When I’m not writing and recording custom songs just for you, I’m usually listening to music and I love to share what I’ve been listening to! My Song of the Week may or may not be a recent release. It might be the new discovery of a missed jewel, or a past love that has resurfaced. Regardless, it will always be the song that I listen to the most during any given week.
The last few weeks have seen an avalanche of really good new material from some classic artists. Ray Davies has released the best work of his solo career, Blondie have a solid new pop song, and I also discovered that Cindy Wilson of the B-52s is releasing new material (and touring). But the grand slam of all the recent vintage delights is the latest from Robyn Hitchcock .
I occasionally encounter people who do not like the Beatles. One trait that all of them seem to have in common is that they’re itchin’ for a fight in regards to the Beatles being considered the greatest band in rock history. One can usually silence these naysayers by asking if they can name another musical acts that has;
- the sheer number of great songs that the Beatles have.
- never put out a bad album/recorded 13 great albums in a row.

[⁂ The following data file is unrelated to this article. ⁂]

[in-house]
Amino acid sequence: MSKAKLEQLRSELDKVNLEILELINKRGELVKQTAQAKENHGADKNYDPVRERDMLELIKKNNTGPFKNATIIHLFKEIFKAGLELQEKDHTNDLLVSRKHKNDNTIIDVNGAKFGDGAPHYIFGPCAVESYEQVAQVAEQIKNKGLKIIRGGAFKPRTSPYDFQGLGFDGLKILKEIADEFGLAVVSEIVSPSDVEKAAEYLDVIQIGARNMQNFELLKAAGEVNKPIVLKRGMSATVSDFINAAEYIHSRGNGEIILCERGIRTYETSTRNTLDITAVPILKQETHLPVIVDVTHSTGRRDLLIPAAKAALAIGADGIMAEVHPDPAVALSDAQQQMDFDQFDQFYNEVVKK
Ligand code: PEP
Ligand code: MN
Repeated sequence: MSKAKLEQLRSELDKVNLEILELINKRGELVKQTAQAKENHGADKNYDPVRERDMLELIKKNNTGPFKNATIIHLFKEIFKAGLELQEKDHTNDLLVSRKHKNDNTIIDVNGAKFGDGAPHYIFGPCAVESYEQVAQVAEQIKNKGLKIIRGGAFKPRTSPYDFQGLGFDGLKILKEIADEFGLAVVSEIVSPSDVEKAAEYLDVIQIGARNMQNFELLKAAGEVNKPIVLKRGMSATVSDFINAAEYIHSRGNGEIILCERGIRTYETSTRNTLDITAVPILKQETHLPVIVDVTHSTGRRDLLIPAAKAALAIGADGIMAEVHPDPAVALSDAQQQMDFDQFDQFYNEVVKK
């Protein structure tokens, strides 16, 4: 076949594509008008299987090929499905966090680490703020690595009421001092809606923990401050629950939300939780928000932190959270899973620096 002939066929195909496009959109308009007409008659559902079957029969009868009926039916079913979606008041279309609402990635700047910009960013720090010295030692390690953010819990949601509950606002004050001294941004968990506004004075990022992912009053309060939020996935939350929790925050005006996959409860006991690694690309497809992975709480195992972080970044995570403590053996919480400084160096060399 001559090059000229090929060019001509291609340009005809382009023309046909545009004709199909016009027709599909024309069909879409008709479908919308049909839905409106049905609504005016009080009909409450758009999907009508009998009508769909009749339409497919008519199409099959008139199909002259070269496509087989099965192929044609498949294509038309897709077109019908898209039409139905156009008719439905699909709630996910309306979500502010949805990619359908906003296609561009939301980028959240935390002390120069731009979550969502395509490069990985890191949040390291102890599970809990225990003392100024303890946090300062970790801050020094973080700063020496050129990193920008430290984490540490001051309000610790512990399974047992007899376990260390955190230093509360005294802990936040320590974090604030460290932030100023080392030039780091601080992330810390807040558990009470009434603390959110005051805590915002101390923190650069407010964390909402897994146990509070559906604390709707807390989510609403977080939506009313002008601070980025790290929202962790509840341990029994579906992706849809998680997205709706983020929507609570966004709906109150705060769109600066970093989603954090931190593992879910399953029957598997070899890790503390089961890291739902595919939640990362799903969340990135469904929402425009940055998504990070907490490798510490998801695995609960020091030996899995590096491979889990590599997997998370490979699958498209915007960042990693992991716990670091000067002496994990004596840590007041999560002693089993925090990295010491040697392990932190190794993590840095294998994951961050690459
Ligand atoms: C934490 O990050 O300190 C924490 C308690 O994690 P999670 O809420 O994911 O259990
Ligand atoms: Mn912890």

This usually elicits a series of harrumphs and guffaws, but rarely does it elicit an actual answer. I always win these arguments—but that’s because no one has ever countered my query with Robyn Hitchcock. Whether it be with The Egyptians, The Venus Three, or by his lonesome, he has never put out a bad album, and he is possibly unmatched as far as quantity of great songs is concerned.
Whereas the Beatles became the model for pretty much every rock band that came after them and spawned a billion imitators in terms of song writing style, Robyn Hitchcock’s music and his songs are unique to the point that they’re nearly impossible to imitate. I speak with authority here because I’ve tried. He is truly one of a kind. Deceptively complex, brilliantly strange.
As rockers age, they can fall into a number of traps. Trying to re-create something they’ve lost or evolving into something that no one wants to hear are two common pitfalls. But Robyn Hitchcock has managed to remain consistent in style and quality throughout his long career. Proof in the pudding is his new song “Raymond and the Wires”. It sounds like it could have been on 1984’s I often Dream of Trains. It is a floating low key psychedelic affair. Lyrically he knocks it out of the park again, infusing the mundane with poetic surrealism— matching observations with words like no one else.
So, if you see me out somewhere, you should immediately start bad-mouthing the Beatles. When I come up to you and begin my smug routine—asking you to name an artist that can match the Beatles, come at me with Robyn Hitchcock. I will yield and let ye pass.